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Day of Pentecost
"All of them were filled with the Holy Spirit"
The Father Revealed
John 14:8 Philip said to him, "Lord, show us the Father, and we will be satisfied."
The Answered Prayer
John 14:12 "Very truly, I tell you, the one who believes in me will also do the works that I do and, in fact, will do greater works than these, because I am going to the Father.
Jesus Promises Another Helper
John 14:15 "If you love me, you will keep my commandments.
The Gift of His Peace
John 14:25 "I have said these things to you while I am still with you.
As in v. 7, the words of Jesus contain a mild rebuke. To fail to recognize and know God in Jesus is to fail to know Jesus. The phrase "you have not known" also means "have you not learned to recognize?" The perfect tenses ("has known," "has seen") denote that knowing and seeing Christ have abiding results, although one's knowledge and insight have yet to reach their full maturation. The extent to which we will see the Father is entirely dependent on what we see in Jesus (cf. 1:18; 10:30; Col. 1:15; Heb. 1:3). This is an additional claim on the part of Jesus that He is, in fact, Deity.
The Greek term parakletos, used of the Holy Spirit, is peculiar to John. It can be translated "comforter" or "advocate," signifying one who is "called alongside" (para, "alongside," kletos, "called") to give help and advice, and especially to give counsel for the defense. John also refers to Jesus as a parakletos in 1 John 2:1. In order to summarize the biblical teaching on the Holy Spirit, three indispensable truths must be affirmed, namely: (1) He is a Person, (2) He is God, and (3) He has specific functions in the economic triunity of God. Because He is represented by the symbols of fire, a dove, oil, and water, and because the Greek word pneuma (meaning "breath" or "wind") is neuter, the Holy Spirit is sometimes misconstrued to be a power or an influence and not a person. But the references to Him attest to One who has intellect, emotion, and will, and He is designated by personal pronouns (v. 17; 15:26; 16:7, 13). Christ refers to Him as a Comforter like Himself (note the word "another," implying another of the same kind). He is the Spirit of truth (16:13) and the Paraclete or Comforter (v. 16, 26; 15:26; 16:7) whom Jesus and the Father will send into the world. Because He is a Person, He can be grieved (Eph. 4:30), and sinned against (Mark 3:29). He reveals, searches, and knows (1 Cor. 2:10, 11). He evaluates situations (Acts 15:28) and inflicts punishment (Acts 5:3, 5). None of these verbs could rightly be used of a mere impersonal power or influence. Not only is He a Person; He is God. He is specifically called God (Acts 5:4; 1 Cor. 3:16; 2 Cor. 3:17, 18). God's attributes are present in Him (truth, 16:13; eternity, Heb. 9:14; omnipresence, Ps. 139:7-10; life, Rom. 8:2). He is associated as One with the Father and the Son in the baptismal formula (Matt. 28:19), in a Pauline benediction (2 Cor. 13:14), and in the administration of the church's gifts (1 Cor. 12:4-6). His word and His works are considered the word and works of God (Gen. 1:2, 26; Job 33:4; Acts 28:25-27; Heb. 3:7-9). The ministry or work of the Holy Spirit is not as visibly prominent as that of the Father and the Son, because His work is never to call attention to Himself (16:13, 14). Some of His specific works include teaching (v. 26), reproving and convicting (16:8-11), regenerating (3:5), praying and interceding (Rom. 8:26), comforting (v. 16), renewing (Titus 3:5), guiding into all truth (16:13), empowering (Matt. 28:19, 20), and testifying (15:26). The Holy Spirit Himself inspired the prophets and the writers of the Scriptures (Num. 11:29; Ezek. 2:2; 2 Tim. 3:16; 2 Pet. 1:20, 21). His presence in the believer constitutes a seal, a guarantee of salvation (Eph. 1:13; 4:30), and an initiation into the body of Christ (1 Cor. 12:13). In the Christian's daily life, the Holy Spirit is the source of virtues (Gal. 5:22, 23), the dynamic for a life pleasing unto God (Rom. 8; Gal. 5:16), and is the equipper for service (cf. the gifts of the Spirit in Rom. 12:3-8; 1 Cor. 12:7-11; Eph. 4:7, 11-13). Although the baptism by the Holy Spirit is the initial experience of all believers, it is commanded that Christians keep on being filled ("controlled") by the Spirit (Eph. 5:18).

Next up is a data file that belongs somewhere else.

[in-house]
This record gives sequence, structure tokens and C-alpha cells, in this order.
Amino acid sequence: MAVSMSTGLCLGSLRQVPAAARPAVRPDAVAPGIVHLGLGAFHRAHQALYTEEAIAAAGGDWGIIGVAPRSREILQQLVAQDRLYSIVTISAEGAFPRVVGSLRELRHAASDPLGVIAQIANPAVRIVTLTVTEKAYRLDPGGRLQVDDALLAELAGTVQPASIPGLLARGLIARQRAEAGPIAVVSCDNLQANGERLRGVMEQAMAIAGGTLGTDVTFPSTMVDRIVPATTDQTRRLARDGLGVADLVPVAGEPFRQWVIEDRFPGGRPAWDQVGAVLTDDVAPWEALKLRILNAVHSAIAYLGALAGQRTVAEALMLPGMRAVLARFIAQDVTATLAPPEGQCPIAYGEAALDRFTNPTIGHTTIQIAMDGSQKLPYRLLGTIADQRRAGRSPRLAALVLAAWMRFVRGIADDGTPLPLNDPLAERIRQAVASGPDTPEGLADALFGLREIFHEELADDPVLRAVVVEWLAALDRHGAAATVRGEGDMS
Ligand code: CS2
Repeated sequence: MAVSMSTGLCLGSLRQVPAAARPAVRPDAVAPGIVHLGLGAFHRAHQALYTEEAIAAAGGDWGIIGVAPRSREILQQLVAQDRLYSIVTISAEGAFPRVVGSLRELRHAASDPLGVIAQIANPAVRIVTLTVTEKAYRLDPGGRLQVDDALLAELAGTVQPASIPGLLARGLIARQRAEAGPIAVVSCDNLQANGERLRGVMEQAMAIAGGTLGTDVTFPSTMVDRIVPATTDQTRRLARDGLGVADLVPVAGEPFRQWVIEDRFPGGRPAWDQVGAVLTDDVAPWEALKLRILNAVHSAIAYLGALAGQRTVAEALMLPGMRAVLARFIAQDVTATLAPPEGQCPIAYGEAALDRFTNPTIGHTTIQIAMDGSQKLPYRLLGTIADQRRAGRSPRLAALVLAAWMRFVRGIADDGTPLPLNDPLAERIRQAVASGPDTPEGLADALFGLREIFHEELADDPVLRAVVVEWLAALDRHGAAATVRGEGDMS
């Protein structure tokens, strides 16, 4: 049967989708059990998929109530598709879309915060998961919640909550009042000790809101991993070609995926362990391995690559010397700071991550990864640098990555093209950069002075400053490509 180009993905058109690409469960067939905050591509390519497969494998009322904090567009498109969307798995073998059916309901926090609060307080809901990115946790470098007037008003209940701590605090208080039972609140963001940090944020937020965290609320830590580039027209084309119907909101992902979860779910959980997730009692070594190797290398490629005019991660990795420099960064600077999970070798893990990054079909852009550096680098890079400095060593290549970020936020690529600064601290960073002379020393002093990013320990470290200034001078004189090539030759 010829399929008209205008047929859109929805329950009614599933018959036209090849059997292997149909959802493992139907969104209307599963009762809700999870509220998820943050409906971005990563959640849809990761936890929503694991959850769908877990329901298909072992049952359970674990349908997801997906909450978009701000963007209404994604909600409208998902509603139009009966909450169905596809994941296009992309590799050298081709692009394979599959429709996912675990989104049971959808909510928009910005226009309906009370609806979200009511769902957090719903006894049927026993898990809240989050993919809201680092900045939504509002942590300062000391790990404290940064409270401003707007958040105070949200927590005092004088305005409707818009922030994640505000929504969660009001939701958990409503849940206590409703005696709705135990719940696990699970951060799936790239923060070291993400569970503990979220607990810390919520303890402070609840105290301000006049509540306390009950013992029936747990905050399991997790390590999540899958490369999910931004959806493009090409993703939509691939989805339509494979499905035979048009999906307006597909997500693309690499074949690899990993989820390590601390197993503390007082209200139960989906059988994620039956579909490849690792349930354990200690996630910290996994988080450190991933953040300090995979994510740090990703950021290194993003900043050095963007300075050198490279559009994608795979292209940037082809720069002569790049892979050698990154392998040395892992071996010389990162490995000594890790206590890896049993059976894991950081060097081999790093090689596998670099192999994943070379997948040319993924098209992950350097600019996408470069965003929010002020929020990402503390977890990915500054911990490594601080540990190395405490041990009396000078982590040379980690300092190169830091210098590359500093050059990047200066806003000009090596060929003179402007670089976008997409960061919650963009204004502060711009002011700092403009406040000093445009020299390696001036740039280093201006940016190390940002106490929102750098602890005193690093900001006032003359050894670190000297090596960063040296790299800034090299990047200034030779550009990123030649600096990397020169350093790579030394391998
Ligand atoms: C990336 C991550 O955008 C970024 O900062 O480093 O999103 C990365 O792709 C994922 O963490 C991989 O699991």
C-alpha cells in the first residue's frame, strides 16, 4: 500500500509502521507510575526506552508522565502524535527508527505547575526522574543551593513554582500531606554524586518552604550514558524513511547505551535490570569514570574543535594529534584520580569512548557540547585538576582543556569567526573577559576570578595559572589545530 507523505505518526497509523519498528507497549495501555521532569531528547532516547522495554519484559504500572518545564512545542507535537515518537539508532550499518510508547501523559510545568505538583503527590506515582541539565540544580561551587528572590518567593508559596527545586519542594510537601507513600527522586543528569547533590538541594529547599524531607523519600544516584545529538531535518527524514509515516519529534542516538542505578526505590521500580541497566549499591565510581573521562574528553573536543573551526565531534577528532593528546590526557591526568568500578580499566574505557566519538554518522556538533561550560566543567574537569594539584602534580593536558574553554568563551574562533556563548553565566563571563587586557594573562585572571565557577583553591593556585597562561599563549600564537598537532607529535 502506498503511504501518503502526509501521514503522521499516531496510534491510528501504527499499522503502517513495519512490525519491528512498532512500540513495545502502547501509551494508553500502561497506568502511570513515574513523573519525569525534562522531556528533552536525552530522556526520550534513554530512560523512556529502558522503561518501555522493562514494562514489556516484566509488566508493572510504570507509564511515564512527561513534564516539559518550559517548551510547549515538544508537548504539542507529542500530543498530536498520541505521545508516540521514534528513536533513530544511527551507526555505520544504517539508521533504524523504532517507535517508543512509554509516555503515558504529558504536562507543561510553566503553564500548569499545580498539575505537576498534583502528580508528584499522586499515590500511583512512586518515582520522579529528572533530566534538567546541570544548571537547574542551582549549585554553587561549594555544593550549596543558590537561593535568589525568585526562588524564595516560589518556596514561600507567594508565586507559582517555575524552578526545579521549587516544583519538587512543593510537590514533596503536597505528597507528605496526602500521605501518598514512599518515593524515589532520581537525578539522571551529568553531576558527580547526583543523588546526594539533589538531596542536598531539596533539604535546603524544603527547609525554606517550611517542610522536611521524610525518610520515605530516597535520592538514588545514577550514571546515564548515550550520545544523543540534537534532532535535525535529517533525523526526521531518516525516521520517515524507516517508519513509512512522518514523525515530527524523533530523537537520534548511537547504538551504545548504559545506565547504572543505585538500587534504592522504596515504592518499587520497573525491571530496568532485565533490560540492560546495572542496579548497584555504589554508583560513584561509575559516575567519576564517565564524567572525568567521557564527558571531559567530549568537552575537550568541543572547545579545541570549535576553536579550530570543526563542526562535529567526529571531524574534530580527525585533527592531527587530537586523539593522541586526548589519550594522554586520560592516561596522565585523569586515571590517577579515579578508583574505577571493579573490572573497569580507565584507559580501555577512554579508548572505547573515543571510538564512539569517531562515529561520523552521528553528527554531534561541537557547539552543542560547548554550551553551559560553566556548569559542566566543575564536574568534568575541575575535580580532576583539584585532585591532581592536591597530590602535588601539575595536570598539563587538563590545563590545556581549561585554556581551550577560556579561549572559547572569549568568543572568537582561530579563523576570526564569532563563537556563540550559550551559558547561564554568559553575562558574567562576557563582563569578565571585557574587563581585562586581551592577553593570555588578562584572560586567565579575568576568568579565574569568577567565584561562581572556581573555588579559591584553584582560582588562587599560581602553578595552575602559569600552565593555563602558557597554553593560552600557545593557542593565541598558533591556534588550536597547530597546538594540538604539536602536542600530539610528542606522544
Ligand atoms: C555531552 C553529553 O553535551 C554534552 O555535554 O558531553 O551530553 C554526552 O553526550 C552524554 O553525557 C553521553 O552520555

NSRV & Believer's Study Bible (BSB) Notes
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